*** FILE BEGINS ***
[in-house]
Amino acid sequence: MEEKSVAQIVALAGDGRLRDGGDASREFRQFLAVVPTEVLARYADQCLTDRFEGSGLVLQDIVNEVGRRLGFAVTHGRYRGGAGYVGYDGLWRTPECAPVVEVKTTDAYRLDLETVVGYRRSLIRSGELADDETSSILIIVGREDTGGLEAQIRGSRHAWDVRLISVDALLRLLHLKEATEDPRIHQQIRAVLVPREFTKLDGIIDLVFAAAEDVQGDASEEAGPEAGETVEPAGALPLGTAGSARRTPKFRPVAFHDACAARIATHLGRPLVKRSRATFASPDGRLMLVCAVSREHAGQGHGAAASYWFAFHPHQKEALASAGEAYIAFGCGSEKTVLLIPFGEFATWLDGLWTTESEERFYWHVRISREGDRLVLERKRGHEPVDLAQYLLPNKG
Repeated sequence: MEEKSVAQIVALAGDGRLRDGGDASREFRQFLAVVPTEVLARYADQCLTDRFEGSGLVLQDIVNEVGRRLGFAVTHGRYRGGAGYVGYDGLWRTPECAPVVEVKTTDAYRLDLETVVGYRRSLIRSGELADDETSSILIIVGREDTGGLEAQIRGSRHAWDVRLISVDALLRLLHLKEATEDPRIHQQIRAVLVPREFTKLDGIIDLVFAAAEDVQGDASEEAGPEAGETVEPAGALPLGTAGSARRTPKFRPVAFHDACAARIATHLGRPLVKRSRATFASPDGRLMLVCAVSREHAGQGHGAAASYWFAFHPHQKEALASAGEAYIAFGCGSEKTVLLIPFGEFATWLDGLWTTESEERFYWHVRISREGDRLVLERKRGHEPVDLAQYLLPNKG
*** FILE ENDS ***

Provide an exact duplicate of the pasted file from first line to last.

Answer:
[in-house]
Amino acid sequence: MEEKSVAQIVALAGDGRLRDGGDASREFRQFLAVVPTEVLARYADQCLTDRFEGSGLVLQDIVNEVGRRLGFAVTHGRYRGGAGYVGYDGLWRTPECAPVVEVKTTDAYRLDLETVVGYRRSLIRSGELADDETSSILIIVGREDTGGLEAQIRGSRHAWDVRLISVDALLRLLHLKEATEDPRIHQQIRAVLVPREFTKLDGIIDLVFAAAEDVQGDASEEAGPEAGETVEPAGALPLGTAGSARRTPKFRPVAFHDACAARIATHLGRPLVKRSRATFASPDGRLMLVCAVSREHAGQGHGAAASYWFAFHPHQKEALASAGEAYIAFGCGSEKTVLLIPFGEFATWLDGLWTTESEERFYWHVRISREGDRLVLERKRGHEPVDLAQYLLPNKG
Repeated sequence: MEEKSVAQIVALAGDGRLRDGGDASREFRQFLAVVPTEVLARYADQCLTDRFEGSGLVLQDIVNEVGRRLGFAVTHGRYRGGAGYVGYDGLWRTPECAPVVEVKTTDAYRLDLETVVGYRRSLIRSGELADDETSSILIIVGREDTGGLEAQIRGSRHAWDVRLISVDALLRLLHLKEATEDPRIHQQIRAVLVPREFTKLDGIIDLVFAAAEDVQGDASEEAGPEAGETVEPAGALPLGTAGSARRTPKFRPVAFHDACAARIATHLGRPLVKRSRATFASPDGRLMLVCAVSREHAGQGHGAAASYWFAFHPHQKEALASAGEAYIAFGCGSEKTVLLIPFGEFATWLDGLWTTESEERFYWHVRISREGDRLVLERKRGHEPVDLAQYLLPNKG